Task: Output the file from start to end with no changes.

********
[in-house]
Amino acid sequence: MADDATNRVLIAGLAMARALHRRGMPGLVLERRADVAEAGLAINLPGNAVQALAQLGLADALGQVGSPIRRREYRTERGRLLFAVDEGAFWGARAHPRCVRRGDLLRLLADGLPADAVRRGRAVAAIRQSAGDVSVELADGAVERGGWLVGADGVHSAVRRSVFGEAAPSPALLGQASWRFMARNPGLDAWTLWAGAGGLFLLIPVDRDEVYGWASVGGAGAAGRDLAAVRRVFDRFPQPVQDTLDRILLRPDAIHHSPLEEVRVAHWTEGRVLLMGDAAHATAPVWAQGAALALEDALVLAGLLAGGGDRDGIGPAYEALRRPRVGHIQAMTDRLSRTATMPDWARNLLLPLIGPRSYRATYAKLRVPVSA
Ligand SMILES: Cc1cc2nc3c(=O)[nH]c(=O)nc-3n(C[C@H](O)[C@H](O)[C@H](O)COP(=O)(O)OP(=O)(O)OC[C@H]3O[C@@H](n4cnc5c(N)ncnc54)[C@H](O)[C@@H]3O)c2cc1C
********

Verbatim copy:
[in-house]
Amino acid sequence: MADDATNRVLIAGLAMARALHRRGMPGLVLERRADVAEAGLAINLPGNAVQALAQLGLADALGQVGSPIRRREYRTERGRLLFAVDEGAFWGARAHPRCVRRGDLLRLLADGLPADAVRRGRAVAAIRQSAGDVSVELADGAVERGGWLVGADGVHSAVRRSVFGEAAPSPALLGQASWRFMARNPGLDAWTLWAGAGGLFLLIPVDRDEVYGWASVGGAGAAGRDLAAVRRVFDRFPQPVQDTLDRILLRPDAIHHSPLEEVRVAHWTEGRVLLMGDAAHATAPVWAQGAALALEDALVLAGLLAGGGDRDGIGPAYEALRRPRVGHIQAMTDRLSRTATMPDWARNLLLPLIGPRSYRATYAKLRVPVSA
Ligand SMILES: Cc1cc2nc3c(=O)[nH]c(=O)nc-3n(C[C@H](O)[C@H](O)[C@H](O)COP(=O)(O)OP(=O)(O)OC[C@H]3O[C@@H](n4cnc5c(N)ncnc54)[C@H](O)[C@@H]3O)c2cc1C